Jury to decide life or death for man found guilty of 3 murders

by: Mark Becker Updated:


CHARLOTTE, N.C. - Jurors will continue deciding Thursday whether a convicted triple-killer in Charlotte should be put to death.

Attorneys for Justin Hurd plan to call more witnesses to the stand in his defense.

The jury heard from Hurd's mother Wednesday, as they began to consider whether he should die for the crimes.

The jury that convicted Justin Hurd on Monday of the murders of Kevin Young, Kinshasa Wagstaff and Jasmine Hines in 2008 must decide if Hurd will spend the rest of his life in prison or be put to death for the execution-style murders.
On Wednesday, Hurd’s attorneys began their case by telling jurors that Hurd is a very intelligent man who grew up in a troubled family and had not had a significant criminal history before his convictions in this case.
One of their first witnesses would be Hurd’s mother.
“That's a picture of Justin at 6 months old,” she told the jury as she described one of the pictures Hurd’s attorney wanted jurors to see.
She spoke firmly but without showing emotion as she talked about her son, calling him “a very good kid” whose last high school picture was when he was 16 or 17 years old.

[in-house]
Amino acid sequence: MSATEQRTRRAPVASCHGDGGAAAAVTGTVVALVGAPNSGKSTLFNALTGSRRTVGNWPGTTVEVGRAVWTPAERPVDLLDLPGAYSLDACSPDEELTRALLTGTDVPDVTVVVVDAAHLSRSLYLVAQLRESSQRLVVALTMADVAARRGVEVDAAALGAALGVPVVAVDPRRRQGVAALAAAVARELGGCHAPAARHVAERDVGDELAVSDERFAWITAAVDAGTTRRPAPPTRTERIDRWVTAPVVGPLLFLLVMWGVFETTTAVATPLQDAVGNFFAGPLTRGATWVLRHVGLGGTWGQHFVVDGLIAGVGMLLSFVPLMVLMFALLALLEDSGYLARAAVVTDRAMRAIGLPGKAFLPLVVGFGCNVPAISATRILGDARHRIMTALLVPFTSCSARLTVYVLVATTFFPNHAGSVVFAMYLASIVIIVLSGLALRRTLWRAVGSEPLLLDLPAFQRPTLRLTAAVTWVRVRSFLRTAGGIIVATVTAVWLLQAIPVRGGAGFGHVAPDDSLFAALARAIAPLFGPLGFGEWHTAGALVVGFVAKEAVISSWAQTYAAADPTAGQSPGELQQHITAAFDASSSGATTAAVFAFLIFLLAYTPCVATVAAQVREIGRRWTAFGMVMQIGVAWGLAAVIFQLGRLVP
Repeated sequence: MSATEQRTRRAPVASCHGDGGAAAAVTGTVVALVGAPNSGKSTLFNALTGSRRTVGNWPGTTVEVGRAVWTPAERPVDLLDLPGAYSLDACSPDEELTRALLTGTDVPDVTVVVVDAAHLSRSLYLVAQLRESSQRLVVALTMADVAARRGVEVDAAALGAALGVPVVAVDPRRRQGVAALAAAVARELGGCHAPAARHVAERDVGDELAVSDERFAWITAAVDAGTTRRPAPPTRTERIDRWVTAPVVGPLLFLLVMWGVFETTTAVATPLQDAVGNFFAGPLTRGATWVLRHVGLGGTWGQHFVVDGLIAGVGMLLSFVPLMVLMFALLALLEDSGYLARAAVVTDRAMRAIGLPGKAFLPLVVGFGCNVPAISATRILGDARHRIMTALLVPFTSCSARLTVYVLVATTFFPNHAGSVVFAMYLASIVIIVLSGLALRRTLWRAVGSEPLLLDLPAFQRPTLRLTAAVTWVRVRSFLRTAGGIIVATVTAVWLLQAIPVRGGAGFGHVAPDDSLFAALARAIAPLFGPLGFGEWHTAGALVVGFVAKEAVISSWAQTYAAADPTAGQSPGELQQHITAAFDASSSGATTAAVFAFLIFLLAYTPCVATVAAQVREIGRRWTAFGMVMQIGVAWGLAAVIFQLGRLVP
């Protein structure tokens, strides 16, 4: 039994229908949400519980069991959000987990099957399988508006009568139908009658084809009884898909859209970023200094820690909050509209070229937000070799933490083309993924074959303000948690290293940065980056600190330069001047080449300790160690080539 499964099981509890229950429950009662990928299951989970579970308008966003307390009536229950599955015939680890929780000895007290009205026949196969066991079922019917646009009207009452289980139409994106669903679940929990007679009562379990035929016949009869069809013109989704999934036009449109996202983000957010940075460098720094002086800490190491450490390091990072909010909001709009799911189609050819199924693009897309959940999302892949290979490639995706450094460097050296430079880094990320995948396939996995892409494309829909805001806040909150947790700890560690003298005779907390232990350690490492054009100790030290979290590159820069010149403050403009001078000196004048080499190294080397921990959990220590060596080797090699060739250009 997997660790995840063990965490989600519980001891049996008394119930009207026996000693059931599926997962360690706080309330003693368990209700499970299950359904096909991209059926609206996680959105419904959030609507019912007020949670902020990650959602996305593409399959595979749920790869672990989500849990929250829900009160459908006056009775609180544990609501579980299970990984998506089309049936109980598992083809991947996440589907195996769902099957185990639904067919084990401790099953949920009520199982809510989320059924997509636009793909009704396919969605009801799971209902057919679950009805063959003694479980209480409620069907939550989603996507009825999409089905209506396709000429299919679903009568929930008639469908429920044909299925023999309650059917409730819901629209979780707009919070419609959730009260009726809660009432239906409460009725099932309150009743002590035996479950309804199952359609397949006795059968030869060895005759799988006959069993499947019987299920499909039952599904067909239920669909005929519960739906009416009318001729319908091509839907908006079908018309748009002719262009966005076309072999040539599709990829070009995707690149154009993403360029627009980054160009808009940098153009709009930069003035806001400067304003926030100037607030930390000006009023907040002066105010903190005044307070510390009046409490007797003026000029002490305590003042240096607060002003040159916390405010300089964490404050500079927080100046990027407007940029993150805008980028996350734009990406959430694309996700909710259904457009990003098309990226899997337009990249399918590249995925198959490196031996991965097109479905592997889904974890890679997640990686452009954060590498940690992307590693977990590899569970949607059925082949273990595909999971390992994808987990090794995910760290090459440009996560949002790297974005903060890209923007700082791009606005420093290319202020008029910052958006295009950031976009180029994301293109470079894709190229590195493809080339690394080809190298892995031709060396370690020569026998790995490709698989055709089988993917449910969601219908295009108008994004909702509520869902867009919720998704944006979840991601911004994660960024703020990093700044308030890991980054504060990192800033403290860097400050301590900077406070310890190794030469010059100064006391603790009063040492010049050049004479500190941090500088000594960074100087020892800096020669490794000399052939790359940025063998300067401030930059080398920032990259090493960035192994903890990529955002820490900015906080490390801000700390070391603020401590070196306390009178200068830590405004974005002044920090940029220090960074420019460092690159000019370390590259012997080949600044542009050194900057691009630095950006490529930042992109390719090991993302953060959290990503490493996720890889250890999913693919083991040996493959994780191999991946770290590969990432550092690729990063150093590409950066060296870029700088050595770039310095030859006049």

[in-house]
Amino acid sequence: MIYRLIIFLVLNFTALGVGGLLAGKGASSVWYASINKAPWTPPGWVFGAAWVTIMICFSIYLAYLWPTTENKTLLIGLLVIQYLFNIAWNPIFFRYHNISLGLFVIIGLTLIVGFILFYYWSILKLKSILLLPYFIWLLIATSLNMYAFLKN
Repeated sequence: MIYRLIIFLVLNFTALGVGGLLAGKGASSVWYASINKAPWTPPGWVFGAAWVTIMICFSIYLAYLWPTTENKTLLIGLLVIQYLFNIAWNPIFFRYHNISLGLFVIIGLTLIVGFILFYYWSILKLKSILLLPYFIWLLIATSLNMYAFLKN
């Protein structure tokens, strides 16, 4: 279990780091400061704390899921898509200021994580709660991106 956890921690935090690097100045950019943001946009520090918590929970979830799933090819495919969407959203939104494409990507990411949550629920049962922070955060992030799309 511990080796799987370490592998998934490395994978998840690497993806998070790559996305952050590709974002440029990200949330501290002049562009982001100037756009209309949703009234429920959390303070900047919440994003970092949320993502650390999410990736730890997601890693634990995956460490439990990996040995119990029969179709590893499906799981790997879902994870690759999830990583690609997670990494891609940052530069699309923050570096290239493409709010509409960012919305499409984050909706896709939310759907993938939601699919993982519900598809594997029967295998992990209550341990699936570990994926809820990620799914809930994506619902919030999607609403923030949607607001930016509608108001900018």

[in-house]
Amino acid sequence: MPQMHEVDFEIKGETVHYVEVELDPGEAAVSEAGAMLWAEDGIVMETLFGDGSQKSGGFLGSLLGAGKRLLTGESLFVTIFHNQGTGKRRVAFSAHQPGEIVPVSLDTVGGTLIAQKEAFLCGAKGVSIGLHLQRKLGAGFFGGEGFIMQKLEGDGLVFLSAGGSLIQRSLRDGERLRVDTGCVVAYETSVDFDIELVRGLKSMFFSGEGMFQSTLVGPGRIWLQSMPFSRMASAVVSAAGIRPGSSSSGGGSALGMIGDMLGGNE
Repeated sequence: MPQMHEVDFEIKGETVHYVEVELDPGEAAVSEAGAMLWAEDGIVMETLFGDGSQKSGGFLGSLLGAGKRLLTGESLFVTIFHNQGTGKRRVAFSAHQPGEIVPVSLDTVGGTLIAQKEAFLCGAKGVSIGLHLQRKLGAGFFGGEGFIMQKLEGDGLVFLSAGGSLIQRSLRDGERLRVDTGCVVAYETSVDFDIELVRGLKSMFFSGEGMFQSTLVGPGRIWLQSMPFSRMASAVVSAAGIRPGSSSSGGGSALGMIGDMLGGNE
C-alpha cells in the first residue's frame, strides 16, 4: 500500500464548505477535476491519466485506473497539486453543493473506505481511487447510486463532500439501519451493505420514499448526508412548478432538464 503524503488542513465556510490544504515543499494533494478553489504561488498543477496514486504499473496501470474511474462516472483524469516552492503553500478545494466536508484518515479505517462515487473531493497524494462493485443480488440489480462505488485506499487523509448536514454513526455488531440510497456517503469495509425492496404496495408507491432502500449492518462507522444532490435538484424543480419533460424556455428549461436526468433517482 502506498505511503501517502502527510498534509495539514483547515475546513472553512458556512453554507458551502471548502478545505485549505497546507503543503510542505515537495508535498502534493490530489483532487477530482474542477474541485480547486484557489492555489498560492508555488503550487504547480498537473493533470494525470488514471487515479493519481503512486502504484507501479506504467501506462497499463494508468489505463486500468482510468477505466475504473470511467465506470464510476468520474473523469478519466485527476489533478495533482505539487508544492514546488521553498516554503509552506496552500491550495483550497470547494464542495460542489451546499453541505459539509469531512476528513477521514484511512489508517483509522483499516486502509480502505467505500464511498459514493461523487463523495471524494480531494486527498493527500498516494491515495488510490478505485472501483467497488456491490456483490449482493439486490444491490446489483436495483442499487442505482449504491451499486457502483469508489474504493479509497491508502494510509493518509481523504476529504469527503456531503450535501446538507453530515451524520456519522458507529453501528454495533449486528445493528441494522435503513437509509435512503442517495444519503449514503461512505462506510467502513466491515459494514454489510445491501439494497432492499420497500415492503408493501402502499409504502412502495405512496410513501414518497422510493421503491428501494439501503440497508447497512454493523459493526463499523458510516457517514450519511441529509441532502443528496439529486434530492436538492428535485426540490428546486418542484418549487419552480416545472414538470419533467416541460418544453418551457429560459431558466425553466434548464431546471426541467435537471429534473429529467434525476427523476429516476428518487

Hurd appeared to choke up as he listened to her testimony but didn’t say anything aloud.
Then his uncle took the stand.  Timothy Pope described Hurd as a bright young child who grew up in a troubled home. His mother and father divorced when Hurd was 4 or 5 years old, and his mother was often not at home as he was growing up.
Still he testified that Hurd seemed to be on the right track -- quiet and respectful, and not violent.
“I never had to worry about him or fear there was any type of violent tempers.  He was always just laid back,” Pope said.
Prosecutors are not presenting evidence in the sentencing phase of the trial.
Defense attorneys plan to call one more witness on Thursday before turning the case, and Hurd’s life, over to the jury.

Read more from the trial by clicking here.